“Combative, entropic, mesmerizing.” —Melissa Anderson, 4Columns

Thursday, March 28, 6:00 p.m. | Lizzie Borden’s daring first feature is a shapeshifting portrait of a women’s collective and the slippery relationship between a filmmaker and her subjects. When the collective breaks down, the film similarly fragments, with the introduction of fictional characters, disjunctive sounds and images, and multi-textual observations by artists outside the group, including Joan Jonas, Barbara Kruger, Nancy Holt, and Kathryn Bigelow, resulting in a rich and complicated depiction of 1970s feminism. The collective protested Borden’s final cut after REGROUPING's 1976 premiere and Borden shelved the film for many years. Now, with the participants’ permission, it is circulating once more in a restoration by Anthology Film Archives.

Restored by Anthology Film Archives and The Film Foundation with funding provided by the Hobson/Lucas Family Foundation.

Presented in partnership with the University of Illinois Chicago’s (UIC) College of Architecture, Design, and the Arts; and UIC’s Department of Gender and Women’s Studies.

About the Artist

Lizzie Borden is a writer, director, editor, and script consultant. Her 1983 film BORN IN FLAMES, named one of “The 50 Most Important Independent Films” by Filmmaker Magazine, has been shown at countless festivals and theaters around the world. It has been taught and written about extensively since its 1983 premiere at the Berlin Film Festival. In 2016, when the film was restored by Anthology Film Archives, New Yorker critic Richard Brody called it “a feminist masterpiece.” Borden also wrote, directed, and produced the controversial independent fiction film WORKING GIRLS, which premiered at the Cannes Film Festival in the Directors’ Fortnight, won a US Dramatic Special Jury Recognition at the Sundance Film Festival, and was restored by the Criterion Collection in 2021. Borden’s long-unseen 1976 film REGROUPING was restored by Anthology Film Archives in 2023.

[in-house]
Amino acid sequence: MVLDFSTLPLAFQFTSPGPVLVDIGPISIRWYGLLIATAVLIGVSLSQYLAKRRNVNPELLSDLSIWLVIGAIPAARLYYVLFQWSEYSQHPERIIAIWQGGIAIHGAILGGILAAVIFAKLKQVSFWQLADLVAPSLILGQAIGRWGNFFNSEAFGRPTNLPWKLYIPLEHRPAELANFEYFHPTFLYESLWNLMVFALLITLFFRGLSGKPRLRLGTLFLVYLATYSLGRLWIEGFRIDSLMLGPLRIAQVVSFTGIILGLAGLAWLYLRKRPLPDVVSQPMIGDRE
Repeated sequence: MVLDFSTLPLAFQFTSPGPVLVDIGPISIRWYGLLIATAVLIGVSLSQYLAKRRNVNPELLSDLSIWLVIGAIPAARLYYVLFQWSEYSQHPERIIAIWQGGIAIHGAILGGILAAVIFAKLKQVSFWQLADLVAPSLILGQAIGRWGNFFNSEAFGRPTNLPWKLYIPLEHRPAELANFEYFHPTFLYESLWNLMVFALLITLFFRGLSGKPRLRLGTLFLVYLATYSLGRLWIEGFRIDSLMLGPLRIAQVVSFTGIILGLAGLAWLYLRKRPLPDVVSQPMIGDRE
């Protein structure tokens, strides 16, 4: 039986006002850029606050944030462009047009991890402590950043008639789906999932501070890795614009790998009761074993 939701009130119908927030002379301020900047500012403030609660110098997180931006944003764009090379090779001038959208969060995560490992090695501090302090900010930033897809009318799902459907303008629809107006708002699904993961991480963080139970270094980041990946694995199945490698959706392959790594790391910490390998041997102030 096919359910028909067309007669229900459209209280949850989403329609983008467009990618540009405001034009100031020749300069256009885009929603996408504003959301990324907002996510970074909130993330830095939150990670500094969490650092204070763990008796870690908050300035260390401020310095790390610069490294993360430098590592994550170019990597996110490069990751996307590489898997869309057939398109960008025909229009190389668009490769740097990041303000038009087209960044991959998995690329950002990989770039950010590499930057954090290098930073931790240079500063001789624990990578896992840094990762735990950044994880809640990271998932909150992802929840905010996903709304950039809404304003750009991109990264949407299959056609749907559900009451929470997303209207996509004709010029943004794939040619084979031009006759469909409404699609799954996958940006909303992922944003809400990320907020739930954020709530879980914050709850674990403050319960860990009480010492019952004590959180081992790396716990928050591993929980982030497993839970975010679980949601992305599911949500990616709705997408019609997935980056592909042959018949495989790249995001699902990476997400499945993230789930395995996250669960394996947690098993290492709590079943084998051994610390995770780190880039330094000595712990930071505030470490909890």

Related Events: BORN IN FLAMES (Thursday, March 28, 8:30 p.m.) and WORKING GIRLS (Friday, March 29, 6:00 p.m.)


The Film Center is ADA accessible. Theaters are equipped with hearing-loops. CATE events are presented with real-time captions (CART). For other accessibility requests, please visit saic.edu/access or email cate@saic.edu.

SAIC Student Tickets

All CATE programs are free for SAIC students. Unless otherwise noted, SAIC student tickets are released five days prior to showtime. Tickets must be picked up in person from the Gene Siskel Film Center box office. A student ID is required.

Conversations at the EdgeScreenings, performances, and talks by groundbreaking media artists. Conversations at the Edge is a collaboration between the Film Center, Video Data Bank, and SAIC’s Department of Film, Video, New Media and Animation, organized by Amy Beste, Director of Public Programs, SAIC. View full program.